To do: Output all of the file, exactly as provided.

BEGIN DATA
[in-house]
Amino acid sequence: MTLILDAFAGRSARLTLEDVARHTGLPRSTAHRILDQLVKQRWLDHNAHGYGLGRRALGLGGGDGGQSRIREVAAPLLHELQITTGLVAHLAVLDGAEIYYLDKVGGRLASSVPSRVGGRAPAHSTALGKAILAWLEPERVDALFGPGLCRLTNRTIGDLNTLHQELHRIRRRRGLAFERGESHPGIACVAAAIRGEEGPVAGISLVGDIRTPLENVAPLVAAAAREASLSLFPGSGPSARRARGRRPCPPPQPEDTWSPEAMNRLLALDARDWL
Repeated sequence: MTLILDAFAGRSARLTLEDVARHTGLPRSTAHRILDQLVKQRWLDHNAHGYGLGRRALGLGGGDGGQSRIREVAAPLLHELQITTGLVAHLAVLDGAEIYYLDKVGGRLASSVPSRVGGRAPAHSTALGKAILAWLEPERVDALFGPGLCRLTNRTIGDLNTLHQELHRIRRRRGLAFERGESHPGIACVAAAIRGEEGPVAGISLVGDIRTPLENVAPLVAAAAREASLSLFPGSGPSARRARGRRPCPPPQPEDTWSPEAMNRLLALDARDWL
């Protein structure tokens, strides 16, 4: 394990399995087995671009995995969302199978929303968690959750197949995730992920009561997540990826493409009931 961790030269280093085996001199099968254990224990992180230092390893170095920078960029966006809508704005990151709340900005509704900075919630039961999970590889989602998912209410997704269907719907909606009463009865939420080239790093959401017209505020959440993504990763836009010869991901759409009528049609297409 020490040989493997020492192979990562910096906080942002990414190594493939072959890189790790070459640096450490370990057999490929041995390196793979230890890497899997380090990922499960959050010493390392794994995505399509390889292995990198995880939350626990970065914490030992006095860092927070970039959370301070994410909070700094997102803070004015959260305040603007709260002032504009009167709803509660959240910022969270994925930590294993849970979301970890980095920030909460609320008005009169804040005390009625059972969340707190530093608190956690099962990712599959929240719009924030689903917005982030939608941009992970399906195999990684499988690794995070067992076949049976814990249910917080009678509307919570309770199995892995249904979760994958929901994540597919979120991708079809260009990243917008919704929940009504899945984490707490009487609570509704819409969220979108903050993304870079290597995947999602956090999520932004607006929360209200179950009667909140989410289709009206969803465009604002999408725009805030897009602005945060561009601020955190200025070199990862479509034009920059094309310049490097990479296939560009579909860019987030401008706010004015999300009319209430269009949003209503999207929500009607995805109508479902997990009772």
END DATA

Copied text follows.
[in-house]
Amino acid sequence: MTLILDAFAGRSARLTLEDVARHTGLPRSTAHRILDQLVKQRWLDHNAHGYGLGRRALGLGGGDGGQSRIREVAAPLLHELQITTGLVAHLAVLDGAEIYYLDKVGGRLASSVPSRVGGRAPAHSTALGKAILAWLEPERVDALFGPGLCRLTNRTIGDLNTLHQELHRIRRRRGLAFERGESHPGIACVAAAIRGEEGPVAGISLVGDIRTPLENVAPLVAAAAREASLSLFPGSGPSARRARGRRPCPPPQPEDTWSPEAMNRLLALDARDWL
Repeated sequence: MTLILDAFAGRSARLTLEDVARHTGLPRSTAHRILDQLVKQRWLDHNAHGYGLGRRALGLGGGDGGQSRIREVAAPLLHELQITTGLVAHLAVLDGAEIYYLDKVGGRLASSVPSRVGGRAPAHSTALGKAILAWLEPERVDALFGPGLCRLTNRTIGDLNTLHQELHRIRRRRGLAFERGESHPGIACVAAAIRGEEGPVAGISLVGDIRTPLENVAPLVAAAAREASLSLFPGSGPSARRARGRRPCPPPQPEDTWSPEAMNRLLALDARDWL
């Protein structure tokens, strides 16, 4: 394990399995087995671009995995969302199978929303968690959750197949995730992920009561997540990826493409009931 961790030269280093085996001199099968254990224990992180230092390893170095920078960029966006809508704005990151709340900005509704900075919630039961999970590889989602998912209410997704269907719907909606009463009865939420080239790093959401017209505020959440993504990763836009010869991901759409009528049609297409 020490040989493997020492192979990562910096906080942002990414190594493939072959890189790790070459640096450490370990057999490929041995390196793979230890890497899997380090990922499960959050010493390392794994995505399509390889292995990198995880939350626990970065914490030992006095860092927070970039959370301070994410909070700094997102803070004015959260305040603007709260002032504009009167709803509660959240910022969270994925930590294993849970979301970890980095920030909460609320008005009169804040005390009625059972969340707190530093608190956690099962990712599959929240719009924030689903917005982030939608941009992970399906195999990684499988690794995070067992076949049976814990249910917080009678509307919570309770199995892995249904979760994958929901994540597919979120991708079809260009990243917008919704929940009504899945984490707490009487609570509704819409969220979108903050993304870079290597995947999602956090999520932004607006929360209200179950009667909140989410289709009206969803465009604002999408725009805030897009602005945060561009601020955190200025070199990862479509034009920059094309310049490097990479296939560009579909860019987030401008706010004015999300009319209430269009949003209503999207929500009607995805109508479902997990009772």